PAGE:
• 40. 1 2 3 A conductor that retains a constant temperature as the current is increased: A conductor that is allowed to heat up as the current is increased A conductor that is cooled progressively as the current is increased V (V) I (A)0 1 2 3 4 5 6 24 20 16 12 8 4 V (V) I (A) 0 1 2 3 4 5 6 24 20 16 12 8 4 0 1 2 3 4 5 6 V (V) I (A) 24 20 16 12 8 4 WHATS HAPPENING TO THE RESISTANCE AS THE CURRENT INCREASES? Thursday, 4 November 2010
  • 41. SHAKING MODELLING TEMPERATURE INCREASE IN A WIRE Thursday, 4 November 2010
  • 42. Thursday, 4 November 2010
  • 43. For most conductors, as the temperature increases the increased vibration of particles impedes the flow of electrons. Resistance in the conductor will therefore increase. The graph slopes upwards. V (V) I (A) 0 1 2 3 4 5 6 24 20 16 12 8 4 0 1 2 3 4 5 6 V (V) I (A) 24 20 16 12 8 4 When a temperature of a lamp increases its resistance increases The resistance of a thermistor decreases as its temperature decreases LIMITATIONS OF OHM’S LAW Thursday, 4 November 2010
  • 44. BASIC RESISTANCE PROBLEMS 6. What voltage is needed it a current of 5A is to flow through a resistance of 3Ω? 1. What is the resistance of a bulb it a 240 V supply causes a current of 2 A to flow through it? 2. What current flows through a heating element of 40Ω resistance when the element is plugged into a 240 V supply? 5. A current of 2 A flows through a 6Ω resistor. What is the voltage across it? 3. If a current of 3 A is flowing in a resistor across which there is a voltage of 6 V, what is the resistance? 4. What current must be flowing through a lamp of 0.5Ω resistance if there is a voltage of 6V across it? Thursday, 4 November 2010
  • 45. Resistors which are connected end to end are in series with one another The total resistance of the series combination, Rs is the sum of the resistances R1 and R2. For two or more resistors in series: Rs = R1 + R2 + ........... Resistors which are connected side by side are in parallel with each other. The total resistance of the parallel combination, Rp is less than any individual resistor in the combination. For two or more resistors in parallel the total resistance,Rp is given by: 1 1 1 + .... RP = R1 + R2 RESISTANCE CALCULATIONS R1 R2 R1 R2 Thursday, 4 November 2010
  • 46. Thursday, 4 November 2010
  • 47. EXERCISES 1. Read p52 to p53 QUIETLY 2. Answer questions 1 to 8 on p54 and 55 in your exercise books. There is no need to use full sentences Thursday, 4 November 2010
  • 48. Study the pictures of the appliances shown below and in the table record the materials in each appliance that are conductors and insulators. Material Conductor or Insulator? Material Conductor or Insulator? INSULATORS Thursday, 4 November 2010
  • 49. SERIES & PARALLEL Thursday, 4 November 2010
  • 50. Draw the following circuit diagrams in the spaces provided AND when you have finished, assemble them: 1. 2. 3. Voltmeters are connected _________ components, ammeters are connected _____ a circuit CIRCUITS: diagrams & assembly A + - V + - + - Thursday, 4 November 2010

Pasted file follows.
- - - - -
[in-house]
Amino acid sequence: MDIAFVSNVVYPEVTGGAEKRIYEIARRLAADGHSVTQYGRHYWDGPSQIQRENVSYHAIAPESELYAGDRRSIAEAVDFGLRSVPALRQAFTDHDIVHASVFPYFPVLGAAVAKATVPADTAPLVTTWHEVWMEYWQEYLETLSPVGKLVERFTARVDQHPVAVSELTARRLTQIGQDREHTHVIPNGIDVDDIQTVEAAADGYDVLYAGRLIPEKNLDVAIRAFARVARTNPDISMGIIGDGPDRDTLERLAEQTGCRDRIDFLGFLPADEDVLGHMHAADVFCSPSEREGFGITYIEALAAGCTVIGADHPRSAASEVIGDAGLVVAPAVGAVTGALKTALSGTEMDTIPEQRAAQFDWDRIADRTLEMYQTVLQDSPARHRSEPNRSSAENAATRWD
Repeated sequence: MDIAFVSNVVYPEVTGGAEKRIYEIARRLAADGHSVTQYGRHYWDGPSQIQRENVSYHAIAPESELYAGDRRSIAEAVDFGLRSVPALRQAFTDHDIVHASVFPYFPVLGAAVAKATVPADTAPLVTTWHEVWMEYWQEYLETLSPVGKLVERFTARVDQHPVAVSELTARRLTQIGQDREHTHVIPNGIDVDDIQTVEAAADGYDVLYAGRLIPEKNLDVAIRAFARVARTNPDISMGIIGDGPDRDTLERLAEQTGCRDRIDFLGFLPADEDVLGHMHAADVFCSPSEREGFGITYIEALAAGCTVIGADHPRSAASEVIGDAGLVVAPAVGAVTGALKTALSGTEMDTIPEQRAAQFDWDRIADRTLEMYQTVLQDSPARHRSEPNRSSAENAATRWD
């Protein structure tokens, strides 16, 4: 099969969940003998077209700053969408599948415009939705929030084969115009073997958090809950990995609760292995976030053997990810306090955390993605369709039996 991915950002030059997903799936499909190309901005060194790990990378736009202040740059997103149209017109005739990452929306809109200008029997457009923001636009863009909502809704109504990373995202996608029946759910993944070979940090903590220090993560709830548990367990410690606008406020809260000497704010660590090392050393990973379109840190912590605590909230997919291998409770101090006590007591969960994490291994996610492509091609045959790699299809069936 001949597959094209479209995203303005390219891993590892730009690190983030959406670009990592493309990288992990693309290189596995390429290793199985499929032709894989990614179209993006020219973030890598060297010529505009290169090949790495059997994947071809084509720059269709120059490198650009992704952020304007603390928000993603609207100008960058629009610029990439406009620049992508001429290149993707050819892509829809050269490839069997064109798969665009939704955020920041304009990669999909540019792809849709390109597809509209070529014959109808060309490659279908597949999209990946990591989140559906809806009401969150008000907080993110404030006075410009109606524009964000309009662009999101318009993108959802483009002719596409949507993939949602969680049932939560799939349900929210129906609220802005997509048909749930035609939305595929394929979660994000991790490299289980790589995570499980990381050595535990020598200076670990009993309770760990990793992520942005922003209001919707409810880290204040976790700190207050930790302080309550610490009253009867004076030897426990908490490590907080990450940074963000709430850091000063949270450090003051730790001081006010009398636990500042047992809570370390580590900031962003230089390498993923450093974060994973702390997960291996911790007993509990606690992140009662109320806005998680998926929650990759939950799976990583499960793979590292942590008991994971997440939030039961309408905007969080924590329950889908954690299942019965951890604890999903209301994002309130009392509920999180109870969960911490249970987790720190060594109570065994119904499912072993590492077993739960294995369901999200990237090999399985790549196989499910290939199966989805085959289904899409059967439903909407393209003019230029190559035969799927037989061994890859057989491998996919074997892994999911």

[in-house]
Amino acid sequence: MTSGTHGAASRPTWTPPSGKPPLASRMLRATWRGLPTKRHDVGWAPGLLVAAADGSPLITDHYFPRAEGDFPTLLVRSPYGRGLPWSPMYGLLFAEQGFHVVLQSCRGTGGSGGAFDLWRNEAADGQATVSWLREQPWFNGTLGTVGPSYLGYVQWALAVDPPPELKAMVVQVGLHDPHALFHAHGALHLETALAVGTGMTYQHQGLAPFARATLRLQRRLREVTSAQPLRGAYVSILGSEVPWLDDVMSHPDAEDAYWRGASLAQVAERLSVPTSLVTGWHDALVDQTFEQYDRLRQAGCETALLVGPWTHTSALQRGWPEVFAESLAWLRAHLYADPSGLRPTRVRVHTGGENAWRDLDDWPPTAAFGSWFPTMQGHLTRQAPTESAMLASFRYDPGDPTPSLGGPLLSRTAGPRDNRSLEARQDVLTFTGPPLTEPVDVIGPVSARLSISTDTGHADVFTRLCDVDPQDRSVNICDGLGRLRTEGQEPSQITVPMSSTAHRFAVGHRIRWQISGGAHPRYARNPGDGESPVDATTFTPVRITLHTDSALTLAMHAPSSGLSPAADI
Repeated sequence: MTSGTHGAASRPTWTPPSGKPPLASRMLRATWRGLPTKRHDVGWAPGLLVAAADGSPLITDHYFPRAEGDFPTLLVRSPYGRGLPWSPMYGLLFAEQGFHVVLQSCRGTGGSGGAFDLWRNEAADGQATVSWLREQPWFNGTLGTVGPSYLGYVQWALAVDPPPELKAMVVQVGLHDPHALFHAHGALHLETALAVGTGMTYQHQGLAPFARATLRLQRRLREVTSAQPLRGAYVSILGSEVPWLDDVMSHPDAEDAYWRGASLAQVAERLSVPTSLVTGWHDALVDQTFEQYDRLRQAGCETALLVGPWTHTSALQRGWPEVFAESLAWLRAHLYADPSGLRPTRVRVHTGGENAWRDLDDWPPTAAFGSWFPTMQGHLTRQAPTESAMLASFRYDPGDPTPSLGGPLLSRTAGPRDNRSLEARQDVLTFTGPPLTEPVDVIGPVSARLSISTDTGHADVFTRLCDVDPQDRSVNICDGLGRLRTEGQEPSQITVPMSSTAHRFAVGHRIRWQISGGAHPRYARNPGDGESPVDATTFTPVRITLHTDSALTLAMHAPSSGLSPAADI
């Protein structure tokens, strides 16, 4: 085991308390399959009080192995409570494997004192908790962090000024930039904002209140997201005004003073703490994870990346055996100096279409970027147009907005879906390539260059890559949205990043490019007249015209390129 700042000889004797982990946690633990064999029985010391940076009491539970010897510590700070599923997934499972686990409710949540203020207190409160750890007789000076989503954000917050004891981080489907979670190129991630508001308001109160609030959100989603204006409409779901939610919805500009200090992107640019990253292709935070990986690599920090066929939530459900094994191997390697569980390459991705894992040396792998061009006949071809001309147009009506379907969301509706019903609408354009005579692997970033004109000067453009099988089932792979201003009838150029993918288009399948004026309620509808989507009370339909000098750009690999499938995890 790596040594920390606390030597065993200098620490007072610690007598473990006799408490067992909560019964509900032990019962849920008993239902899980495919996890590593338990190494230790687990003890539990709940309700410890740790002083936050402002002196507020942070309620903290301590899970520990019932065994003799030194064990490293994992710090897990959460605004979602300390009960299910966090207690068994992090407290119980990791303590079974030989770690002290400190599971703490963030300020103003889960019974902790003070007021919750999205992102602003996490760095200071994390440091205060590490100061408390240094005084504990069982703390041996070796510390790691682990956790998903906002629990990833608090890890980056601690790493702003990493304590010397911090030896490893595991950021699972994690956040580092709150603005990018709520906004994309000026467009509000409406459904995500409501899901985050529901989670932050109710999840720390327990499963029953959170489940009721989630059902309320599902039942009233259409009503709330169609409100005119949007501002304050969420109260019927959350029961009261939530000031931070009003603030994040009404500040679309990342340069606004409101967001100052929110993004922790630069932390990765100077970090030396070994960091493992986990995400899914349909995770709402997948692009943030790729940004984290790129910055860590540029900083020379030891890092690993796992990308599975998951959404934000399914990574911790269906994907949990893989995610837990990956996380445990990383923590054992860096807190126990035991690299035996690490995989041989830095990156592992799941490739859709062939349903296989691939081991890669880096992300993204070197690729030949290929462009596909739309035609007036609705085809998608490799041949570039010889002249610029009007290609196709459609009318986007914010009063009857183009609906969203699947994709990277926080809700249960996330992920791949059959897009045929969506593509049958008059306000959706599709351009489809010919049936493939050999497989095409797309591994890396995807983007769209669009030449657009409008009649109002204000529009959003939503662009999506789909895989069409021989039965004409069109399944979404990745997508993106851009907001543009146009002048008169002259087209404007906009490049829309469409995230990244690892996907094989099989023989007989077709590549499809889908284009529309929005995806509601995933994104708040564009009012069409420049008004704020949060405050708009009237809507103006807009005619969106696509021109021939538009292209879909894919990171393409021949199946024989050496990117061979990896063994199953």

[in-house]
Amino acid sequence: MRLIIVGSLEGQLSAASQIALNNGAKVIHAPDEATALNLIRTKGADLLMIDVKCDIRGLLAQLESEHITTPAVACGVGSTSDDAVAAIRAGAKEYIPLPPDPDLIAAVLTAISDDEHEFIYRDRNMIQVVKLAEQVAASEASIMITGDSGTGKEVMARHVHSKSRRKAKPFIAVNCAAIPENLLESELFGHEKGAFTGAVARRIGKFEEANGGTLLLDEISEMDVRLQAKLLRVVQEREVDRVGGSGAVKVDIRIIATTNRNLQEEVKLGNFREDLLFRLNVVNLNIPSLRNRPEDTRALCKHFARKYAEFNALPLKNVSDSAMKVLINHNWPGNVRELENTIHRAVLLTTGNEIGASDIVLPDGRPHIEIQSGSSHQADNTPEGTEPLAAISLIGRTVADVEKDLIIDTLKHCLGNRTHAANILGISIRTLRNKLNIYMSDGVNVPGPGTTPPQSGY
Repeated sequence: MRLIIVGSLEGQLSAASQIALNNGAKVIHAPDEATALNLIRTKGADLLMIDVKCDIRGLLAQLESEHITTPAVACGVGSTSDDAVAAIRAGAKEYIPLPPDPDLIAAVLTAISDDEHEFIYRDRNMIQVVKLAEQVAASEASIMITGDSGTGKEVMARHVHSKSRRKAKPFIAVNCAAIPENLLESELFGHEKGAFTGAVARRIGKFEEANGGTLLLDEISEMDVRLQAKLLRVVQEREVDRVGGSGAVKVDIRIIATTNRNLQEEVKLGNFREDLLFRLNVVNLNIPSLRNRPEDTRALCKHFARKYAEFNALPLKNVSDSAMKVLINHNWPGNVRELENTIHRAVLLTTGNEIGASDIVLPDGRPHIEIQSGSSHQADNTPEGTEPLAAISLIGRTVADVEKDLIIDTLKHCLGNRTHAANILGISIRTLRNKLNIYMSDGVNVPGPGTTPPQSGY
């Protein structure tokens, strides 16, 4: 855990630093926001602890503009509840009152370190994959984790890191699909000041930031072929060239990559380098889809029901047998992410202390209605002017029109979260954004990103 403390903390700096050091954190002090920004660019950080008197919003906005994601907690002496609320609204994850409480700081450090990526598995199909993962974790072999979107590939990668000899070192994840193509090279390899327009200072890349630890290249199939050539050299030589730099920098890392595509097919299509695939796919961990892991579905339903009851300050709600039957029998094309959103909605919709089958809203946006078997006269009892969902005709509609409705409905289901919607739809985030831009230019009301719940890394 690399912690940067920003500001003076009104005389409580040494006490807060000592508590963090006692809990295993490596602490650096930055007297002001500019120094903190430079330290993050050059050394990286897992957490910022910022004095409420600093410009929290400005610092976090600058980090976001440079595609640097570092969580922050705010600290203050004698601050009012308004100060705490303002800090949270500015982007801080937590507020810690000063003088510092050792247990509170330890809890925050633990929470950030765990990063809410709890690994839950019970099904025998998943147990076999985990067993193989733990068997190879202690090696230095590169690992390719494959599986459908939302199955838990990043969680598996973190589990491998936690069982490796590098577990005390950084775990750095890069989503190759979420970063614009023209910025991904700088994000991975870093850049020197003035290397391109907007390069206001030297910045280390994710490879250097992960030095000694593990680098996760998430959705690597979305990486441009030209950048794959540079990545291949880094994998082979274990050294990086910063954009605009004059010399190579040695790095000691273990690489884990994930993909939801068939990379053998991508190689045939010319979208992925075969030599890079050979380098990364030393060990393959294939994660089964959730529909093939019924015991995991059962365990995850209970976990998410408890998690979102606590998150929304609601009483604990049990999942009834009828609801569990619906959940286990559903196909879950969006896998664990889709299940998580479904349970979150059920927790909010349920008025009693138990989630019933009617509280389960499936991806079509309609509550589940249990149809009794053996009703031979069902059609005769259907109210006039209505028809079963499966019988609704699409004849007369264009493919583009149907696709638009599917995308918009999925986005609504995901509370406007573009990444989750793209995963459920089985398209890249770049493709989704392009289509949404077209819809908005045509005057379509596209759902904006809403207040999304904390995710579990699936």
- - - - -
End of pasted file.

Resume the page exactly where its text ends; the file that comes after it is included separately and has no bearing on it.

• 51. CHARACTERISTICS OF SERIES & PARALLEL CIRCUITS + - Series + - Parallel + - + - 1._ 2._ 3._ 1._ 2._ 3._ components connected one other the other. Single pathway No junctions each component has its own connection with the power supply more than one pathway One or more junctions Thursday, 4 November 2010
  • 52. http://phet.colorado.edu/simulations/ sims.php? sim=Circuit_Construction_Kit_DC_Only CIRCUIT CONSTRUCTION + - 1 A + - 3 A + - 2 A + - 1 A + - 2 A + - 3 A 1. Enter the URL (above) into the address bar of your internet browser. 2. Use the simulation tools to construct each of the following 3 circuits (ensure that you use identical lamps and an the same power supply for each circuit). 3. Record the current in each circuit and explain your observation. 4. Repeat this exercise for the second set of 3 circuits. Thursday, 4 November 2010
  • 53. DRAW THE CIRCUITS AND SET THEM UP Thursday, 4 November 2010
  • 54. CIRCUIT RULES Thursday, 4 November 2010
  • 55. Current in series is constant I1 = I2 = I3 Voltage in series is shared VT = V1 + V2 Note Voltage is shared in proportion to the size of the resistance + - VT A1 A3 V1 V2 A2 I1 I3 I2 VOLTAGE & CURRENT IN SERIES CIRCUITS Thursday, 4 November 2010
  • 56. Current in parallel is shared IT = I1 + I2 Voltage in parallel is constant VT = V1 = V2 Note Current is shared in an inverse proportion to the size of the resistance. For example: If R1 = 5 and R2 = 10 and IT = 3 then I1 = 2 and I2 = 1 in other words “charge splits up as it enters a junction in a circuit” + - VT V1 V2 I1 IT I2 IT R1 R2 “Double the resistance then halve the current” PARALLEL CIRCUITS Thursday, 4 November 2010
  • 57. Example 1 A3 = ________ V1 = ________ V2 = ________ 8V+ - A1 A2 A3 R1 R2 2A 3A V1 V2 8V+ - R1 V2V1 Example 2 3V V1 = ________ Rule used ___________________________________________________________ Rules used ____________________________________________________________________ ____________________________________________________________________ SIMPLE CIRCUIT CALCULATIONS Thursday, 4 November 2010
  • 58. Example 3 8V+ - A1 A2 A3 R1 R2 3A 4A V1 V2 A3 = ________ A4 = ________ V2 = ________ V3 = ________ 3V V3 A4 Example 4 8V+ - A1 A2 A3 3A A1 = ________ A4 = ________ A4 4A Rule used ____________________ ____________________ ____________________ Rules used ______________________ ______________________ ______________________ ______________________ ______________________ Thursday, 4 November 2010